The ear detects intensities between 10 -12  and 1 W / m 2 without feeling pain, but the relationship between intensity and perceived volume is not linear. To produce a sound with twice the volume requires a wave with 10 times more intensity.

The level of sound intensity is a relative intensity that is measured on a logarithmic scale, in which the unit is the bel and more frequently the decibel or decibel.

The sound intensity level is denoted as β and is given in decibels by:

β = 10 log (I / I o )

Where I is the intensity of the sound and I o is a reference level that is taken as the threshold of hearing at 1 x 10 -12 W / m 2 .

Practical experiments for children

Children can learn a lot about mechanical waves while having fun. Here are some simple experiments to see how waves transmit energy, which can be harnessed.

-Experiment 1: Intercom

Materials

– 2 plastic cups whose height is much greater than the diameter.

– Between 5 and 10 meters of strong wire.

Put into practice

Pierce the base of the glasses to pass the thread through them and secure it with a knot at each end so that the thread does not come off.

– Each player takes a glass and they walk away in a straight line, ensuring that the thread remains taut.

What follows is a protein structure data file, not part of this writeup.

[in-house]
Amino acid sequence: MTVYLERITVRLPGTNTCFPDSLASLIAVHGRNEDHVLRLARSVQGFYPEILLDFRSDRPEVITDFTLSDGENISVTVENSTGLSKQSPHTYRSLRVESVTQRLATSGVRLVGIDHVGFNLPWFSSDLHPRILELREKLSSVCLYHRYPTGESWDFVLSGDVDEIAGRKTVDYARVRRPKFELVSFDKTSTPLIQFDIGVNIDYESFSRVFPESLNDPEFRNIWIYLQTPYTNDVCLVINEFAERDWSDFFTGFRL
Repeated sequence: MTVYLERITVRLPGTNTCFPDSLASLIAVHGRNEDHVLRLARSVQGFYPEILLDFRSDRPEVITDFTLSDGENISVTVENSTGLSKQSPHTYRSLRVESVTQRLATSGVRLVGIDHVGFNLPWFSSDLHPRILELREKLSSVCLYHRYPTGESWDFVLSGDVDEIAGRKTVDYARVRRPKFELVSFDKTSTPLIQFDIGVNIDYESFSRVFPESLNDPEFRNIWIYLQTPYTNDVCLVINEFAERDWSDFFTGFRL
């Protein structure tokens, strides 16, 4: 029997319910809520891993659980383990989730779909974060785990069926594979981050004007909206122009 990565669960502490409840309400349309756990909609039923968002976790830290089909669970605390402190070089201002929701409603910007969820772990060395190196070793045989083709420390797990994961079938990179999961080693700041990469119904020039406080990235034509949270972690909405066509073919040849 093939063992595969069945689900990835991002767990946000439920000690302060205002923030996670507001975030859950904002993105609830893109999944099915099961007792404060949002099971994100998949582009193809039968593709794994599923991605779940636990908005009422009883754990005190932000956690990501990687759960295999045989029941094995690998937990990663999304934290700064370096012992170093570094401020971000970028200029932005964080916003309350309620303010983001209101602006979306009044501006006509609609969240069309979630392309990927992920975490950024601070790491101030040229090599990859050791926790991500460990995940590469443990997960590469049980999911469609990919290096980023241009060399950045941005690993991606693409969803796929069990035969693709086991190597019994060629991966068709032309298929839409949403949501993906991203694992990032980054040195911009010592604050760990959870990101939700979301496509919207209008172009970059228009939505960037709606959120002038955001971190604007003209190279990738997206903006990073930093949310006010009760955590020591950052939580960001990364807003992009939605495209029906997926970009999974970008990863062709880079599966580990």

– One of the players uses his glass as a microphone and speaks to his partner, who of course must put his glass to his ear in order to listen. No need to shout.

The listener will immediately notice that the sound of his partner’s voice is transmitted through the taut thread. If the thread is not taut, your friend’s voice will not be heard clearly. Neither will you hear anything if you put the thread directly into your ear, the glass is necessary to listen.

Explanation

We know from the previous sections that the tension in the string affects the speed of the wave. The transmission also depends on the material and diameter of the vessels. When the partner speaks, the energy of his voice is transmitted to the air (longitudinal wave), from there to the bottom of the glass and then as a transverse wave through the thread.

The thread transmits the wave to the bottom of the listener’s vessel, which vibrates. This vibration is transmitted to the air and is perceived by the eardrum and interpreted by the brain.

-Experiment 2: Observing the waves

Put into practice

A slinky , the flexible helical spring with which various types of wave can be formed , lies on a table or flat surface .

Figure 6. Helical spring to play with, known as a slinky. Source: Pixabay.

Longitudinal waves

The ends are held, one in each hand. Then a small horizontal impulse is applied at one end and a pulse is observed to propagate along the spring.

You can also place one end of the slinky fixed to a support or ask a partner to hold it, stretching it enough. This way there is more time to observe how the compressions and expansions follow one another propagating from one end of the spring to the other quickly, as described in the previous sections.

Transverse waves

The slinky is also held by one of its ends, stretching it enough. The free end is given a slight shake by shaking it up and down. The sinusoidal pulse is observed to travel along the spring and back.

References

  1. Giancoli, D. (2006). Physics: Principles with applications. Sixth Edition. Prentice Hall. 308- 336.
  2. Hewitt, Paul. (2012). Conceptual Physical Science. Fifth Edition. Pearson. 239-244.
  3. Rex, A. (2011). Fundamentals of Physics. Pearson. 263-273.